... 2. All tabs (U+0009) are rendered as a horizontal shift that lines up the start edge of the next glyph with the next tab stop. Tab stops occur at points that are multiples of 8 times the width of a space (U+0020) rendered in the block's font from the block's starting content edge.
CSS 3 defines
tab-size property, which adjusts the default number of spaces for the tab character. The latest version of WebKit supports it. The Opera web browser supports the
-o-tab-size CSS property, the Firefox web browser supports the
-moz-tab-size CSS property with the same meaning.
- U+21B9 ↹ leftwards arrow to bar over rightwards arrow to bar ("tab with shift tab")
- U+21C6 ⇆ leftwards arrow over rightwards arrow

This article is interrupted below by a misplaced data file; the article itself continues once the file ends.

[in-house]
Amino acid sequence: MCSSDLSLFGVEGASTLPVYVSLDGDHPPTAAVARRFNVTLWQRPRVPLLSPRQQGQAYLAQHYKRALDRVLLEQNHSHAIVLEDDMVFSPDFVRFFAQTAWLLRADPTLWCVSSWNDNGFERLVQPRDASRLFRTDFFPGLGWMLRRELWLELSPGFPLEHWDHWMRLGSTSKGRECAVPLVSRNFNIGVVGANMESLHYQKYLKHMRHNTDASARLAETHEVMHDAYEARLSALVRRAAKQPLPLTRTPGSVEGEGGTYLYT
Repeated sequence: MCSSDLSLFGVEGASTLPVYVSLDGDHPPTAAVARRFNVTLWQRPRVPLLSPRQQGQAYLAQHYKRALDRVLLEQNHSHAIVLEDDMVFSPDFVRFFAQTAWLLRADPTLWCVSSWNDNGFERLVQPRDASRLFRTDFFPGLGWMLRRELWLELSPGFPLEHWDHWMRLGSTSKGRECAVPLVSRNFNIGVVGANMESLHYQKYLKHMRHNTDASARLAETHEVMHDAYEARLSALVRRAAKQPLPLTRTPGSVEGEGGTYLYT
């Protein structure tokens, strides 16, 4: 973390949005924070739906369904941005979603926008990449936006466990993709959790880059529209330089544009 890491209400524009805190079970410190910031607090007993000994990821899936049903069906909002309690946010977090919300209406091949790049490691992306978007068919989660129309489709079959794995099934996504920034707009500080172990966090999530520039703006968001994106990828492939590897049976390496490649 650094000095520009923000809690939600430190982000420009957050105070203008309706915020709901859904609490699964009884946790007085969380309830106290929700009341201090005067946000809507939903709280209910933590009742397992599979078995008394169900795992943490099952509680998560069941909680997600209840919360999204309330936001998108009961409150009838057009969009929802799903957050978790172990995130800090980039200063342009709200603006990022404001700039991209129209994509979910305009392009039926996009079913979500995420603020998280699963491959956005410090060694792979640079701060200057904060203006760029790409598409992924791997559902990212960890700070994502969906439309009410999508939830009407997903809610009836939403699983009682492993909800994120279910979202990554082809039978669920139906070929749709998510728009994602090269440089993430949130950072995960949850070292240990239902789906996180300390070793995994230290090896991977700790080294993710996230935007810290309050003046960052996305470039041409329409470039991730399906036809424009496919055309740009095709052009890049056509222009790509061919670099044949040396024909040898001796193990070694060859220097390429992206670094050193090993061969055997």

- U+21E4 ⇤ leftwards arrow to bar ("leftward tab")
- U+21E5 ⇥ rightwards arrow to bar ("rightward tab")
- "Underwood Portable Typewriter Gallery". Retrieved 2011-04-09.
- "Instructions for Using the Underwood Typewriter". Retrieved 2011-04-09.
- See Character encodings in HTML#HTML character references
- "CSS 3 tab-size property W3 specification".
- "CSS tab-size property on Mozilla Developer Network".
- http://www.ecma-international.org/publications/standards/Ecma-262.htm Section 7.8.4 String Literals
- "Arrows – Unicode". Retrieved 2013-05-11.
- Tabs versus Spaces: An Eternal Holy War by Jamie Zawinski
- Why I prefer no tabs in source code by Adam Spiers
- Why I love having tabs in source code
- Elastic tabstops – the solution to the tabs-versus-spaces issue